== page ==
Reminder To Self: Dead Poison Ivy Is Still Poisonous

catbird(z7 AL)February 3, 2013

Midwinter . . . poison ivy?? Yep. Got it.

I couldn't figure out what was making my hands itch and racked my brain (such as it is) about everything I'd had my hands in recently. About the time the first blisters appeared it occurred to me that the day before the itching started I'd been pulling up some dead plants in the back of a bed where I had sprayed Roundup on some poison ivy last summer. I knew that even dead poison ivy stalks, roots, and leaves can cause a reaction. I just wasn't thinking about what those stalks were.

We get lots of PI seedlings because we live near a wooded area where it grows and the birds are very generous about sharing the seeds with us. I can easily pull up smaller ones with the plastic-bag-over-the-hand trick, but usually spray larger ones. Now to come up with a better way to identify and dispose of the bodies.

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Tiffany, purpleinopp GardenWeb, Z8b Opp, AL

Oooh so sorry!!!!! Awful stuff.

To ID later... Spray paint pink after the herbicide dries? Take pics? Put a little sign for yourself back there, to remind? Have someone else do it? Pull sprouts more often?

Not everything in nature makes sense, but this cruel trick of still poisonous dead leaves and vines is especially perplexing to me.

The only acceptable disposal for me, this yard, is plastic bag sent to landfill. We recycle and compost, but that's not an option for something that has the potential to make me so sick for an unknown amount of time past its' death.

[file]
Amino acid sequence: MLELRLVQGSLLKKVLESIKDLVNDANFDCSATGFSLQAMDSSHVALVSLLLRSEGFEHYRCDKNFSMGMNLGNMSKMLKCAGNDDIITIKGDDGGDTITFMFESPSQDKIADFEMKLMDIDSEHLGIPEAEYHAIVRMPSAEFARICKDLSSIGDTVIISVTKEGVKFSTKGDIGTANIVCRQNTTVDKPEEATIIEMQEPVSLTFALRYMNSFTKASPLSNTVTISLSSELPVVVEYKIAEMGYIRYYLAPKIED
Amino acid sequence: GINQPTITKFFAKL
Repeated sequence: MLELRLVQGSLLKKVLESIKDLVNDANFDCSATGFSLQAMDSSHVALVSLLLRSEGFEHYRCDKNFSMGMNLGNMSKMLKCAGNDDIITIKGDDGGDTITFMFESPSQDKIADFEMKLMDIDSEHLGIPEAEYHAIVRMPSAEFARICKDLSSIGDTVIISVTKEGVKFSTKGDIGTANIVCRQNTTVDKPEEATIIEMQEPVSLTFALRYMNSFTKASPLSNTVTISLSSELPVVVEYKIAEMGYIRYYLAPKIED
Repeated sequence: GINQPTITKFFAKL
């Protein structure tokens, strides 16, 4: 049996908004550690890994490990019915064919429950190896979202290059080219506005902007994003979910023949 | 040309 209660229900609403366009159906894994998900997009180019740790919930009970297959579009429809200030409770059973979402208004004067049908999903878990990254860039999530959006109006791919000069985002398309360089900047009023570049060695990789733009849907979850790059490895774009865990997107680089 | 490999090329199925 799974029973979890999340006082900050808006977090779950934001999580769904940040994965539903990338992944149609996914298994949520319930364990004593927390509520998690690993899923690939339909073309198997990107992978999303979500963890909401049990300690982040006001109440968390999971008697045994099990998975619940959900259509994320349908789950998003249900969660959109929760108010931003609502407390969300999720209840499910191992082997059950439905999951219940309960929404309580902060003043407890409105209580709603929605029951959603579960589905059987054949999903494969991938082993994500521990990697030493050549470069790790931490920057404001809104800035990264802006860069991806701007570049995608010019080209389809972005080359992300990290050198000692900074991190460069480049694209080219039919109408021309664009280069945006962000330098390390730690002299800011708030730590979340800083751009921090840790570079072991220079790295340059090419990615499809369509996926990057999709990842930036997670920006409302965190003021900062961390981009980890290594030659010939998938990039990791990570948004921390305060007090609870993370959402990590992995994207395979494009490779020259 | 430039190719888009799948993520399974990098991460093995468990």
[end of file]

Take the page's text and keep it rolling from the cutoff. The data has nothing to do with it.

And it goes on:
Do not burn, urishiol can become airborne this way.

    Bookmark   February 5, 2013 at 12:55PM
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catbird(z7 AL)

I pull up thousands of PI seedlings every year, but there are always a few that hide in the middle of something else or are in an area I just don't get to. May have to try your suggestion and carry a can of spray paint with me when I spray Roundup. Problem with that is I often don't realize I'll be finding PI till I'm out there. Then I don't get around to getting anything to mark it with. Oh, well. . . .

You're right about burning the stuff. Even a really hot, humid day can vaporize the urishiol. My brother inhaled some years ago and wound up in the hospital with PI in his lungs. Not a good situation.

    Bookmark   February 5, 2013 at 3:14PM
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SusanDee

Additional Reminder to Self: Burning poison ivy in clearing brush, etc. is also a bad idea because breathing the smoke can cause poison ivy in the lungs. Happened to someone I know. She lived through it---but only just.

    Bookmark   February 15, 2013 at 4:26PM
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outsideplaying_gw(7)

So sorry, catbird. I'm catching up, so you're probably healed by now, but I've been caught by this mistake once myself when we first moved to the country. Didn't know what I had grabbed and let fall across my arm. Fortunately I don't have as bad a reaction as DH does. He 'forgets' he has made contact and it's on his gloves, the tractor steering wheel, etc. And then he's got it on his arms and ankles. There's some good stuff you can get from the dermatologist or a doc, I think it's called Clobetisol, but my spelling may be off, that really is a wonder drug. It's a gel and really helps heal.

    Bookmark   February 26, 2013 at 1:42PM
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